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High-resolution confocal imaging is a vital tool for analyzing the 3D architecture and detailed spatial distribution of cells in situ. However, imaging of skeletal tissue has remained technically challenging because of its calcified nature. Here we describe a protocol that allows high-resolution imaging of skeletal tissue with preservation of cellular morphology and tissue architecture. The procedure involves tissue fixation, decalcification and cryosectioning of the mouse skeletal tissue to generate thick sections. The thick sections generated by this procedure are not only compatible with the analysis of genetically expressed fluorescent proteins but they also preserve antigenicity, thus enabling diverse combinations of antibody labeling. Further, this procedure also permits other fluorescence techniques such as TUNEL and ethynyl deoxyuridine (EdU) incorporation assays. Images resulting from the confocal imaging can be assessed qualitatively and quantitatively to analyze various parameters such as distribution and interrelationships of cell types. The technique is straightforward and robust, highly reproducible and can be completed in ∼11 d.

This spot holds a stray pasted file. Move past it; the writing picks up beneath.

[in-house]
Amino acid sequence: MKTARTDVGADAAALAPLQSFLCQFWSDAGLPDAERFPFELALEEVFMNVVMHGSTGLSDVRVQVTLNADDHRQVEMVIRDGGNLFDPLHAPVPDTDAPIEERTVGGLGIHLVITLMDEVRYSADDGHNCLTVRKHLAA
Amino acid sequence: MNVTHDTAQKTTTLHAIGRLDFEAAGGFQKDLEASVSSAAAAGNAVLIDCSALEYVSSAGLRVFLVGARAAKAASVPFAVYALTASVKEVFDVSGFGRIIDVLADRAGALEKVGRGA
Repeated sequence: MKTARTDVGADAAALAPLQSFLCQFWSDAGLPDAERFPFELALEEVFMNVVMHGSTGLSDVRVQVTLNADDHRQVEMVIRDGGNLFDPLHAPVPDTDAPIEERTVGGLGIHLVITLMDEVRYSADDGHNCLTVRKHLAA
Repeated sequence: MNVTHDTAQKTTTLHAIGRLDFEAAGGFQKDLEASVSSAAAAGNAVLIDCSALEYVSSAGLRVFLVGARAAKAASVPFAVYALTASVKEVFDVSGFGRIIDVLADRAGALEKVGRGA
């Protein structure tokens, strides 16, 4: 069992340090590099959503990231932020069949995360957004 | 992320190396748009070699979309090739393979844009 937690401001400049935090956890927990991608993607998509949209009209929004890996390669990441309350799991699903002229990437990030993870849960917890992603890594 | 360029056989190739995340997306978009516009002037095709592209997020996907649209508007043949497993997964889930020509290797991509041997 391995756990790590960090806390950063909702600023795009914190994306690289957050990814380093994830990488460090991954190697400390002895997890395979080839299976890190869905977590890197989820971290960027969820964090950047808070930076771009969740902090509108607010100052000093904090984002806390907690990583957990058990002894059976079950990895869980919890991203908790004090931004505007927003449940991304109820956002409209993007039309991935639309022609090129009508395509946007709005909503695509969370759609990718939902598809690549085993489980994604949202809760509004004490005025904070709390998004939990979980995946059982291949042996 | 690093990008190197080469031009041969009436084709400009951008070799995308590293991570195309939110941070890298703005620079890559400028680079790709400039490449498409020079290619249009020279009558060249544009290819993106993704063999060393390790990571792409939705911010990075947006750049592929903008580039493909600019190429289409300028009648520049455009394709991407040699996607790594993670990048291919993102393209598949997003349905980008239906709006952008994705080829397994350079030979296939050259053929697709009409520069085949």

Original publication




Journal article


Nat Protoc

Publication Date





1904 - 1914


Animals, Bone and Bones, Histocytological Preparation Techniques, Imaging, Three-Dimensional, Mice, Mice, Inbred C57BL, Microscopy, Confocal